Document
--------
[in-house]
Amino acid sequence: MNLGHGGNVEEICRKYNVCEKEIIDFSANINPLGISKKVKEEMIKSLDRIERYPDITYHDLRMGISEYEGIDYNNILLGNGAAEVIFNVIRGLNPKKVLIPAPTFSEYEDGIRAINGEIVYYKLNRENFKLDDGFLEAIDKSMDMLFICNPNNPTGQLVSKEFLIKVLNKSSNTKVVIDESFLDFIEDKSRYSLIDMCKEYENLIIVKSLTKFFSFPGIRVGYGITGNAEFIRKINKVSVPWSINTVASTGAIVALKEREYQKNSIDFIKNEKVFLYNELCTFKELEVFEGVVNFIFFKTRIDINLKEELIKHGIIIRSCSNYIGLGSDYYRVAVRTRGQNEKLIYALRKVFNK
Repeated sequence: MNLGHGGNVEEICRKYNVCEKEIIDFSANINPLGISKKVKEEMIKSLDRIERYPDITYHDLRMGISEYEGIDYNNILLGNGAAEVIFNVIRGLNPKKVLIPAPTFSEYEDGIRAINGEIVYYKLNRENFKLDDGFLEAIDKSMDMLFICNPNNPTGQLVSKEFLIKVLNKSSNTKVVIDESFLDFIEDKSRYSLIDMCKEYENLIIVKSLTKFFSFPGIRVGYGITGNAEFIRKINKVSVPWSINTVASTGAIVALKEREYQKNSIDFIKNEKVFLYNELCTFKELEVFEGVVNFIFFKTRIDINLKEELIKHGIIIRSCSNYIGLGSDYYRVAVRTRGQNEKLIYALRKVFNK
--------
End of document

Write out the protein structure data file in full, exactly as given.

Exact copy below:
[in-house]
Amino acid sequence: MNLGHGGNVEEICRKYNVCEKEIIDFSANINPLGISKKVKEEMIKSLDRIERYPDITYHDLRMGISEYEGIDYNNILLGNGAAEVIFNVIRGLNPKKVLIPAPTFSEYEDGIRAINGEIVYYKLNRENFKLDDGFLEAIDKSMDMLFICNPNNPTGQLVSKEFLIKVLNKSSNTKVVIDESFLDFIEDKSRYSLIDMCKEYENLIIVKSLTKFFSFPGIRVGYGITGNAEFIRKINKVSVPWSINTVASTGAIVALKEREYQKNSIDFIKNEKVFLYNELCTFKELEVFEGVVNFIFFKTRIDINLKEELIKHGIIIRSCSNYIGLGSDYYRVAVRTRGQNEKLIYALRKVFNK
Repeated sequence: MNLGHGGNVEEICRKYNVCEKEIIDFSANINPLGISKKVKEEMIKSLDRIERYPDITYHDLRMGISEYEGIDYNNILLGNGAAEVIFNVIRGLNPKKVLIPAPTFSEYEDGIRAINGEIVYYKLNRENFKLDDGFLEAIDKSMDMLFICNPNNPTGQLVSKEFLIKVLNKSSNTKVVIDESFLDFIEDKSRYSLIDMCKEYENLIIVKSLTKFFSFPGIRVGYGITGNAEFIRKINKVSVPWSINTVASTGAIVALKEREYQKNSIDFIKNEKVFLYNELCTFKELEVFEGVVNFIFFKTRIDINLKEELIKHGIIIRSCSNYIGLGSDYYRVAVRTRGQNEKLIYALRKVFNK